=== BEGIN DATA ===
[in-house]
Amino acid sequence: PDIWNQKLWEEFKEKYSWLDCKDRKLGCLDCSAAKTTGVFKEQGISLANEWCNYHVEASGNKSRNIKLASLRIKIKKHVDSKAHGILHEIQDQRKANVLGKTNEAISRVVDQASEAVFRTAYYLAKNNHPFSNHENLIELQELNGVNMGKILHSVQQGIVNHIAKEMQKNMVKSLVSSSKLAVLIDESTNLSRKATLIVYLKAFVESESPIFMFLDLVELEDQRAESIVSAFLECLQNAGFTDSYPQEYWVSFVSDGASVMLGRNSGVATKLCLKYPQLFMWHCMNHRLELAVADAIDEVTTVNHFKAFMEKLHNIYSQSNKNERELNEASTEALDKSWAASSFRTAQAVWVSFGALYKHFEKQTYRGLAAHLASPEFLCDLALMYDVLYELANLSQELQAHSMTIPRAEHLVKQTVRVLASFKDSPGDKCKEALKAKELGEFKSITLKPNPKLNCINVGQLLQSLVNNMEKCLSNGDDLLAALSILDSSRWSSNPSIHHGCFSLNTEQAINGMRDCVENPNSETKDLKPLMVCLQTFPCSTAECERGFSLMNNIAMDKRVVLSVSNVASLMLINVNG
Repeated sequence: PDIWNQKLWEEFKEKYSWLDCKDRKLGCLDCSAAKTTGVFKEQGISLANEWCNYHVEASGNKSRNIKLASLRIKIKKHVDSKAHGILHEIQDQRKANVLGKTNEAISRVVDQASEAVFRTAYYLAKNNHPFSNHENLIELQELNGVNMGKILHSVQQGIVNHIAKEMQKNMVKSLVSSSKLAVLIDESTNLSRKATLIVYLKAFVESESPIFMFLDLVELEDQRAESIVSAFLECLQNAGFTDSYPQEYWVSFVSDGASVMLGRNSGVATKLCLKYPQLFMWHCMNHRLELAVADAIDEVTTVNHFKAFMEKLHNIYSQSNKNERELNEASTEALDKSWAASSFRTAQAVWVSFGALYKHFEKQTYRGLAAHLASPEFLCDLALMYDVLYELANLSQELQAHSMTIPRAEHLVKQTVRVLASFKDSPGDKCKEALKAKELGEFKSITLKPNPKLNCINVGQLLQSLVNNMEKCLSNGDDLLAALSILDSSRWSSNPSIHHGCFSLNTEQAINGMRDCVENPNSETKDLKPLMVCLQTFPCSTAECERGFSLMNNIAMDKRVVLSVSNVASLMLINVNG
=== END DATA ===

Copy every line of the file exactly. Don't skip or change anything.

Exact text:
[in-house]
Amino acid sequence: PDIWNQKLWEEFKEKYSWLDCKDRKLGCLDCSAAKTTGVFKEQGISLANEWCNYHVEASGNKSRNIKLASLRIKIKKHVDSKAHGILHEIQDQRKANVLGKTNEAISRVVDQASEAVFRTAYYLAKNNHPFSNHENLIELQELNGVNMGKILHSVQQGIVNHIAKEMQKNMVKSLVSSSKLAVLIDESTNLSRKATLIVYLKAFVESESPIFMFLDLVELEDQRAESIVSAFLECLQNAGFTDSYPQEYWVSFVSDGASVMLGRNSGVATKLCLKYPQLFMWHCMNHRLELAVADAIDEVTTVNHFKAFMEKLHNIYSQSNKNERELNEASTEALDKSWAASSFRTAQAVWVSFGALYKHFEKQTYRGLAAHLASPEFLCDLALMYDVLYELANLSQELQAHSMTIPRAEHLVKQTVRVLASFKDSPGDKCKEALKAKELGEFKSITLKPNPKLNCINVGQLLQSLVNNMEKCLSNGDDLLAALSILDSSRWSSNPSIHHGCFSLNTEQAINGMRDCVENPNSETKDLKPLMVCLQTFPCSTAECERGFSLMNNIAMDKRVVLSVSNVASLMLINVNG
Repeated sequence: PDIWNQKLWEEFKEKYSWLDCKDRKLGCLDCSAAKTTGVFKEQGISLANEWCNYHVEASGNKSRNIKLASLRIKIKKHVDSKAHGILHEIQDQRKANVLGKTNEAISRVVDQASEAVFRTAYYLAKNNHPFSNHENLIELQELNGVNMGKILHSVQQGIVNHIAKEMQKNMVKSLVSSSKLAVLIDESTNLSRKATLIVYLKAFVESESPIFMFLDLVELEDQRAESIVSAFLECLQNAGFTDSYPQEYWVSFVSDGASVMLGRNSGVATKLCLKYPQLFMWHCMNHRLELAVADAIDEVTTVNHFKAFMEKLHNIYSQSNKNERELNEASTEALDKSWAASSFRTAQAVWVSFGALYKHFEKQTYRGLAAHLASPEFLCDLALMYDVLYELANLSQELQAHSMTIPRAEHLVKQTVRVLASFKDSPGDKCKEALKAKELGEFKSITLKPNPKLNCINVGQLLQSLVNNMEKCLSNGDDLLAALSILDSSRWSSNPSIHHGCFSLNTEQAINGMRDCVENPNSETKDLKPLMVCLQTFPCSTAECERGFSLMNNIAMDKRVVLSVSNVASLMLINVNG